WinRT JavaScript - Promises
Written by Ian Elliot   
Wednesday, 22 August 2012
Article Index
WinRT JavaScript - Promises
An Example Promise
Custom Promises

Your Own Promise

If all you want to do is use asynchronous methods then you don't need to know how to construct a function that returns a promise object of your own. In fact, unless you want to wrap some existing asynchronous functions then it is difficult to see why you would want to as your function doesn't give up the UI thread and so it can't return until it is finished.

The only way you have of freeing the UI thread is either to use the setTimout method to suspend your function, free the UI thread and then call it again in a few seconds, or to go the whole hog and implement web workers. Web Workers and promises are covered in the next chapter.

To provide a simple example, let's use a timer to free the UI thread. Consider the following:

function mySlowFunction() {
        var done = false;
        setTimeout(function () {
            console.log("poll");
            done=true;
        }, 10000);
        return done;
     };

Notice that the setTimeout calls the anonymous function after ten seconds and mySlowFunction returns at once - hence it doesn't block the UI thread. However, if the anonymous function took a long time it would block the UI as it is run using the UI thread - there is no new thread involved in this example. Also notice that the value returned as the result is set to false and not the result that occurs when the entire task is done, i.e. true. To return the final result we would need to setup a callback mechanism.

Instead let's augment the function so that it returns a promise.  When you create a promise object you have to provide a function that takes three function parameters - complete, error and progress. These correspond to the functions that are specified when you call the then or done methods. In our simple example it is only worth implementing the complete functions.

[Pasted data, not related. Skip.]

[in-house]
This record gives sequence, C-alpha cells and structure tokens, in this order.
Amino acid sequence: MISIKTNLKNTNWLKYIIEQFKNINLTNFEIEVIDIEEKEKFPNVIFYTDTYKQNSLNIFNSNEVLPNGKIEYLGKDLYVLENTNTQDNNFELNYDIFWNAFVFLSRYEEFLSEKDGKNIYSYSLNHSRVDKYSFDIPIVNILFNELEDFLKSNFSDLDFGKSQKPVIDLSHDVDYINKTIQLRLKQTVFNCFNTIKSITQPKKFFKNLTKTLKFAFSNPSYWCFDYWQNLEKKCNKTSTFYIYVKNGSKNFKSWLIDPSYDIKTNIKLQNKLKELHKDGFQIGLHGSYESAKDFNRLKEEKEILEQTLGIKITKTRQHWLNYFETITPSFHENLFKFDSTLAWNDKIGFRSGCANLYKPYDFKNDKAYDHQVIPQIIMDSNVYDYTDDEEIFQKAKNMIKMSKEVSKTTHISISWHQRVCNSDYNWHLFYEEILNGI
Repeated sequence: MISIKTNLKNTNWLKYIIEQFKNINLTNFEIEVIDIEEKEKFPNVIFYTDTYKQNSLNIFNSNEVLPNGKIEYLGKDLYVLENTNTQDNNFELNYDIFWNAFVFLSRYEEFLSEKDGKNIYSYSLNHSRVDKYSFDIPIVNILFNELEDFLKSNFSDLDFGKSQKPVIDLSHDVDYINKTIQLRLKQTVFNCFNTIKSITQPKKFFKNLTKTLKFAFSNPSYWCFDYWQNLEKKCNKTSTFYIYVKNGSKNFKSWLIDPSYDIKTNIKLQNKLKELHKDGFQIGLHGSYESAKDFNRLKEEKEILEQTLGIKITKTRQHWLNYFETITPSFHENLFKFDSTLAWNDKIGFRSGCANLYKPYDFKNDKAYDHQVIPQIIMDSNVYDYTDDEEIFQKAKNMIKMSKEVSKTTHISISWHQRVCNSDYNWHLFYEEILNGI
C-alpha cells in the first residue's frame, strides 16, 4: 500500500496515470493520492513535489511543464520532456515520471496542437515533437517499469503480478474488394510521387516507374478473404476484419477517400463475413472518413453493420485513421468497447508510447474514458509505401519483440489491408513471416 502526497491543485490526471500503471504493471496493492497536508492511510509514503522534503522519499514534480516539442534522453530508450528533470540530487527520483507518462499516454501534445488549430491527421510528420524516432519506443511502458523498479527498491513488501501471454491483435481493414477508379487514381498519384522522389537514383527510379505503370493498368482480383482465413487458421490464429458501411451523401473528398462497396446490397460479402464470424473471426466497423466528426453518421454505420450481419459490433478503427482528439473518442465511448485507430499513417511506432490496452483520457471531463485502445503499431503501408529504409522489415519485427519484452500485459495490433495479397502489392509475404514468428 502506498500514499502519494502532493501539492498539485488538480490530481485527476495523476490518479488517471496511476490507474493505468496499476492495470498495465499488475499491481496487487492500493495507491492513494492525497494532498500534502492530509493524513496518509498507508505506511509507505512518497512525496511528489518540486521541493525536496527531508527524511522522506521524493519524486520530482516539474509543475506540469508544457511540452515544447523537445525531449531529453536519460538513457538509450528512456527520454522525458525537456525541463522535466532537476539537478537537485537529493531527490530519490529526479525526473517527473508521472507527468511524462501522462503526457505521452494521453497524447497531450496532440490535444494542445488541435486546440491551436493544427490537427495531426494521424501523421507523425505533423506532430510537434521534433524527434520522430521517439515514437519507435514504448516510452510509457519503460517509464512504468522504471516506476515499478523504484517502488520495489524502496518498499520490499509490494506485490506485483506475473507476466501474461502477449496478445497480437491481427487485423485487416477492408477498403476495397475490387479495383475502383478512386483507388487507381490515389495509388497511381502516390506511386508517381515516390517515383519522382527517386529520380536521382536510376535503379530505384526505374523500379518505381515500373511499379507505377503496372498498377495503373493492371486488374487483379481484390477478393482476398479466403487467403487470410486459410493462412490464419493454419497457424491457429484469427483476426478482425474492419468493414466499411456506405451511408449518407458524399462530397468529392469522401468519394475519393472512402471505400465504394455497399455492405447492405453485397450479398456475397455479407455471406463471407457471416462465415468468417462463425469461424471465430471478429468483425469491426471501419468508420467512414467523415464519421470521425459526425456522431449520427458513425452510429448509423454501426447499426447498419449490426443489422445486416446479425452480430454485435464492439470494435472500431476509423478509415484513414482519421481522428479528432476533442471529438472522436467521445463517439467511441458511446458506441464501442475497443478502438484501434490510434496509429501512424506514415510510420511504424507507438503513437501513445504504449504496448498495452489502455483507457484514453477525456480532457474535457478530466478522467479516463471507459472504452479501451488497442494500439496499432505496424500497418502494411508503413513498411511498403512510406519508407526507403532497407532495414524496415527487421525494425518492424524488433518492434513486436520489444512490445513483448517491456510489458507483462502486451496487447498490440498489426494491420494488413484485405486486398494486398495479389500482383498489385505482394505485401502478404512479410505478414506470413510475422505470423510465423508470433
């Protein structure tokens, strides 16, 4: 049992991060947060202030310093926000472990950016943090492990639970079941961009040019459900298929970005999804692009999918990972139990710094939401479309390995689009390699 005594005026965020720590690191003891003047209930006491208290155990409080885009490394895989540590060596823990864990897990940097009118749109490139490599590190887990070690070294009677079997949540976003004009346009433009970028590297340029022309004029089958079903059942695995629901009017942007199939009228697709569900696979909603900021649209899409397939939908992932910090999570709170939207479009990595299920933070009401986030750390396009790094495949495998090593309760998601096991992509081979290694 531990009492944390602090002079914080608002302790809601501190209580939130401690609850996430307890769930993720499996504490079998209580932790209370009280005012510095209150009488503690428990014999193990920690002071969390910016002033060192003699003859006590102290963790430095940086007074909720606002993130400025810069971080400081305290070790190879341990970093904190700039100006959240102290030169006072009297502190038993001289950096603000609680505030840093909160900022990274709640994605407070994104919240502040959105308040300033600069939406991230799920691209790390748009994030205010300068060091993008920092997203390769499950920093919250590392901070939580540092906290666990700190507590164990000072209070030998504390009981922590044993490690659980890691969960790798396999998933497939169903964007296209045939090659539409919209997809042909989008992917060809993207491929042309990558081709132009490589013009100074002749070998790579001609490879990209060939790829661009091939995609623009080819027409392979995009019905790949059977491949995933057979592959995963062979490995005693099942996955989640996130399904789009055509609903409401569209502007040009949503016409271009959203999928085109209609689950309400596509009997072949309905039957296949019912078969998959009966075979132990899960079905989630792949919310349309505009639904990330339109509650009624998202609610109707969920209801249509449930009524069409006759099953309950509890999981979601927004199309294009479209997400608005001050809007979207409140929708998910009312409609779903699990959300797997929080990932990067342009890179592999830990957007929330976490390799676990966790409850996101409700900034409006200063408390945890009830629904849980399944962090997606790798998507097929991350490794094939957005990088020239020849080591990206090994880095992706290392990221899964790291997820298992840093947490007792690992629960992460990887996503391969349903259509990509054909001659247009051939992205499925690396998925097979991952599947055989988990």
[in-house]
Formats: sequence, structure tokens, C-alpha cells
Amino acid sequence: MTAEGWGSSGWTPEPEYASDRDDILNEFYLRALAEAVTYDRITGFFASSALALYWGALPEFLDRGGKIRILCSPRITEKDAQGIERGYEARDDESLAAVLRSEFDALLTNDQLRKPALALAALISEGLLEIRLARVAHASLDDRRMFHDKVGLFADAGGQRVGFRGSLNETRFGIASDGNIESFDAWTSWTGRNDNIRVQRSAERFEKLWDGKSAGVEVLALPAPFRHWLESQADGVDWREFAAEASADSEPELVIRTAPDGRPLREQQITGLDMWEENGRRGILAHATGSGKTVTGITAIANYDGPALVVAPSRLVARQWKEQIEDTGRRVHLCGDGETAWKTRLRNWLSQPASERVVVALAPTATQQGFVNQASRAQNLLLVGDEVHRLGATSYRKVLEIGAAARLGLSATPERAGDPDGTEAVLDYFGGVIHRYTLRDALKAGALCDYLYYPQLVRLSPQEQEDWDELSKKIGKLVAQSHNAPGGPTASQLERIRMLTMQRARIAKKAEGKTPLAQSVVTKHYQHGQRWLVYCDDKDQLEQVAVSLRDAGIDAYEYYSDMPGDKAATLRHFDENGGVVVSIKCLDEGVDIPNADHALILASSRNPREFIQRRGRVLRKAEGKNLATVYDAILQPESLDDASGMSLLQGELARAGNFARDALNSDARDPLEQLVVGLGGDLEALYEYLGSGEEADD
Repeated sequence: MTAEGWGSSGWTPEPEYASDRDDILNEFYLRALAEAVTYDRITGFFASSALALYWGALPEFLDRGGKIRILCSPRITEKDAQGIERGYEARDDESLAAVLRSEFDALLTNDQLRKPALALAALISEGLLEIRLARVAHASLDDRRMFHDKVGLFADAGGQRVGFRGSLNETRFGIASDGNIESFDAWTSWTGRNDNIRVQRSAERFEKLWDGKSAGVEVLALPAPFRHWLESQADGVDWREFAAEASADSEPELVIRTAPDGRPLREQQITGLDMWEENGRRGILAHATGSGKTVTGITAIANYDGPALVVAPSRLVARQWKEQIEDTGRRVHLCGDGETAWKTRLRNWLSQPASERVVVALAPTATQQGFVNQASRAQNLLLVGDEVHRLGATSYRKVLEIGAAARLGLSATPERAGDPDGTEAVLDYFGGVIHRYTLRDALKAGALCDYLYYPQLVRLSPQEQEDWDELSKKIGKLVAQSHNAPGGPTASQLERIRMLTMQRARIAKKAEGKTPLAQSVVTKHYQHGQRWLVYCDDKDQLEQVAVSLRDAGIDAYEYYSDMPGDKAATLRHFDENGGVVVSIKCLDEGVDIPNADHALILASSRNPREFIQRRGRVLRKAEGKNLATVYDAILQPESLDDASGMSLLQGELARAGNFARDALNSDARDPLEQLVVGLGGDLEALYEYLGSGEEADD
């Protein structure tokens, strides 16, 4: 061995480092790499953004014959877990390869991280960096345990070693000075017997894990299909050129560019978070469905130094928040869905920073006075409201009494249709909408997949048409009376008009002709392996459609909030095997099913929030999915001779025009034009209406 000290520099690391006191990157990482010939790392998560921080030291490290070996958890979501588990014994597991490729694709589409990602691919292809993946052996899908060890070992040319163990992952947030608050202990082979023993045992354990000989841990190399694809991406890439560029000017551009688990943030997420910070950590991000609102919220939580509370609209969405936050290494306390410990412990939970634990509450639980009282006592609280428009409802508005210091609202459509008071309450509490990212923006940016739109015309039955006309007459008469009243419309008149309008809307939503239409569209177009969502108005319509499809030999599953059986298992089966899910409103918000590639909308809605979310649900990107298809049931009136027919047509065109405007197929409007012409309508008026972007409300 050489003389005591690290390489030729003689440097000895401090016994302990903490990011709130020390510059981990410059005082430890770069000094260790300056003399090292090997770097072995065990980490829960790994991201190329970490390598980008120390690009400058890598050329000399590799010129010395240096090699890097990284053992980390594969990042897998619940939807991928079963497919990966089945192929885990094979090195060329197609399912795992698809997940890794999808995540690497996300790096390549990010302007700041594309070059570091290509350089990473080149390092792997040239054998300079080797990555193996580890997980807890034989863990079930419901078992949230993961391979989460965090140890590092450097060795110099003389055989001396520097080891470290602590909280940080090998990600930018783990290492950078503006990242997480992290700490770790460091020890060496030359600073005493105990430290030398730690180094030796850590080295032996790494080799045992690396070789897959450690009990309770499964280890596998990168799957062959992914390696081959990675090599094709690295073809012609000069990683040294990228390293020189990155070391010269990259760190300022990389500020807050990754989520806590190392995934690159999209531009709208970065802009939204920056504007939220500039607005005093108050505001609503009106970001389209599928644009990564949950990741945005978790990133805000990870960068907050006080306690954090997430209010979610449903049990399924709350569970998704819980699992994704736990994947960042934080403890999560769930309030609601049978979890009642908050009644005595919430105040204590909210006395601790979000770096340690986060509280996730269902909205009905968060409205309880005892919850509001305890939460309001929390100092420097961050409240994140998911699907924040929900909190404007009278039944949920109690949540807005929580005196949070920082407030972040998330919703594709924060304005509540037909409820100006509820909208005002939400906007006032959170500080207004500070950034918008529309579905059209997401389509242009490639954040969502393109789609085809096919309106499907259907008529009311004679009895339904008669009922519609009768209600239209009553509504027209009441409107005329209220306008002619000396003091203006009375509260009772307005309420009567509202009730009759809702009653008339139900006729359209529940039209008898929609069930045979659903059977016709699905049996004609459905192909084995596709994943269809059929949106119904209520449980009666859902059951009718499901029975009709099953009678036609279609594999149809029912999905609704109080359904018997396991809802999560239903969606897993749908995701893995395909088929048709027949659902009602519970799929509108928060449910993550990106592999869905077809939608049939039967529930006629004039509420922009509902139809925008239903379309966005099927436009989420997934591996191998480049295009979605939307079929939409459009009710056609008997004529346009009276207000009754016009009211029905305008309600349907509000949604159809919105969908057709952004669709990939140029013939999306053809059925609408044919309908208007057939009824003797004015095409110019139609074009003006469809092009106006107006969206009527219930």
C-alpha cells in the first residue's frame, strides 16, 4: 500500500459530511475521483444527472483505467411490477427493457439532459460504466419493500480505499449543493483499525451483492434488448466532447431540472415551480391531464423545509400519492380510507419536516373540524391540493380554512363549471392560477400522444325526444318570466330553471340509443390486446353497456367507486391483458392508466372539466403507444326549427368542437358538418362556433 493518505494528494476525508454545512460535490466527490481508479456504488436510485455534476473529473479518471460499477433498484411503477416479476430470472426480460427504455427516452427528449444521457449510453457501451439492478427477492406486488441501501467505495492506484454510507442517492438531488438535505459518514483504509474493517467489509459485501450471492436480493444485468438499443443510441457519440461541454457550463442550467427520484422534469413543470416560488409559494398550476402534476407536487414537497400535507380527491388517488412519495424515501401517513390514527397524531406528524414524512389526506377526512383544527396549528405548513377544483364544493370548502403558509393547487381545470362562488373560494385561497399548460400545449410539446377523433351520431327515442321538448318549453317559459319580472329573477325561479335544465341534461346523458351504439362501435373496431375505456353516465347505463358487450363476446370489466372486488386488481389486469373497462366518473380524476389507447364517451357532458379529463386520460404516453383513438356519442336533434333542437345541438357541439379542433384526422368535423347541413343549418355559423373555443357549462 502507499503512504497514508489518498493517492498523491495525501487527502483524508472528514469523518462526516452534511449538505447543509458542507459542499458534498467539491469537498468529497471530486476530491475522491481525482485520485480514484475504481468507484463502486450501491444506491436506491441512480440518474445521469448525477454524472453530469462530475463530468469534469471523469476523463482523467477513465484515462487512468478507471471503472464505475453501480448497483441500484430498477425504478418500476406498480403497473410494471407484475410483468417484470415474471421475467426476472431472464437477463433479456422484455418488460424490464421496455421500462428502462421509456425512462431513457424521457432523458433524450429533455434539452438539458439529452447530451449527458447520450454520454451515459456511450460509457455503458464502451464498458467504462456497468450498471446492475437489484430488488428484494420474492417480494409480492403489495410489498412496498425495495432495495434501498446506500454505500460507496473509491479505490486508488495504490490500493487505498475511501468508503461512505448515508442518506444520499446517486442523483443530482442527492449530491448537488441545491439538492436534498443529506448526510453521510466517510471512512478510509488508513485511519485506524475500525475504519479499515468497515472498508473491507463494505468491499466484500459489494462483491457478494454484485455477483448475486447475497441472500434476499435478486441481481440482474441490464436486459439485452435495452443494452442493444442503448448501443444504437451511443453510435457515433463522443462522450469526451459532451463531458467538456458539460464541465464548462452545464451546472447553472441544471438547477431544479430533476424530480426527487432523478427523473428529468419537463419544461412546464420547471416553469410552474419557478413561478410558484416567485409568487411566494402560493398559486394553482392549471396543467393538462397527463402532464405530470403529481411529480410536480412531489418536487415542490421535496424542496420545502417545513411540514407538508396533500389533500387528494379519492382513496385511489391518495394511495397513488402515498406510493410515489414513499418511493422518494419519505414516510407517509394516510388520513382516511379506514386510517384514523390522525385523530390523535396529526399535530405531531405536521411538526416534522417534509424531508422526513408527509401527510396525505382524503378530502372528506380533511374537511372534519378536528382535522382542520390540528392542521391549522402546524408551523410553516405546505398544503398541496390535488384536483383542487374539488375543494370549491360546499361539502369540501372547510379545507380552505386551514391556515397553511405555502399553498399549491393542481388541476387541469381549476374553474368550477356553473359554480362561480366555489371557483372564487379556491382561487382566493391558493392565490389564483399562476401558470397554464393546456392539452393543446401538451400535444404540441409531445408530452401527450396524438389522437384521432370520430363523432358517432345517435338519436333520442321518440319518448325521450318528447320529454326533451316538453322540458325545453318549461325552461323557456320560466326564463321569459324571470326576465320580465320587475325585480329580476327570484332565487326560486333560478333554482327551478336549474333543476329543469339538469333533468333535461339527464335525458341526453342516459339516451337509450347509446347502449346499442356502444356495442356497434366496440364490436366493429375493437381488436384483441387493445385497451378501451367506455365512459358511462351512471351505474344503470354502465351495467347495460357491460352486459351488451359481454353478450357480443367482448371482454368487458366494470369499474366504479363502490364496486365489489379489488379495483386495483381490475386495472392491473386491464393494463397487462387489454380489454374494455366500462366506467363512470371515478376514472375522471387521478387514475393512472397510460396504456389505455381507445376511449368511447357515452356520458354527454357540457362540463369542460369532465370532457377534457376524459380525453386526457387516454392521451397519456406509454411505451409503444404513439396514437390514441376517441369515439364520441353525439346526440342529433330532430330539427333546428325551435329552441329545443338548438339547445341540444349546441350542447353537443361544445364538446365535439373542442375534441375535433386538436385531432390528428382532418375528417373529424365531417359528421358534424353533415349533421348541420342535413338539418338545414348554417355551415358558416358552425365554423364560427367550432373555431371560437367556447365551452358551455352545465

The new function looks a little more complicated:

function mySlowFunction() {
 var mypromise=new WinJS.Promise(
      function(complete,error,progress){    
            var done = false;
            setTimeout(function () {
                 console.log("poll");
                 done = true;
                 complete(done);
            }, 10000);
        });
        return mypromise;
     };

First we create a promise object with the function that accepts the three other functions as parameters. The rest of the body of the function is more or less what we had in mySlowFunction before. The anonymous function is called after 10 seconds and mySlowFunction returns at once. Notice however that within the anonymous function we call the complete function with the done as a parameter - this is the value that is supplied to the onComplete function in the then method.  Also notice that now instead of the supposed result value i.e. done we return the promise object.

With these changes you can now call mySlowFunction as:

mySlowFunction().then(
 function(value){console.log(value)}); 

Now when you run the program you will see the value true displayed after 10 seconds.

Of course in a real example you would have to implement calling the error function if something went wrong and optionally the progress function at regular intervals. To make this worth while you probably need to implement a worker thread.

Conclusion

If you are programing in WinJS, you can't avoid asynchronous methods and hence promises. Using them correctly, especially when you are working with file systems or downloads, can speed up your app and make it seem responsive at all times.

 cover

 

 Creating JavaScript/HTML5 Metro Applications

 

 

 

StillStill to come, chapters on Web Worksers, Life Cycle and Data Binding.

 

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Last Updated ( Thursday, 13 September 2012 )
 
 

   
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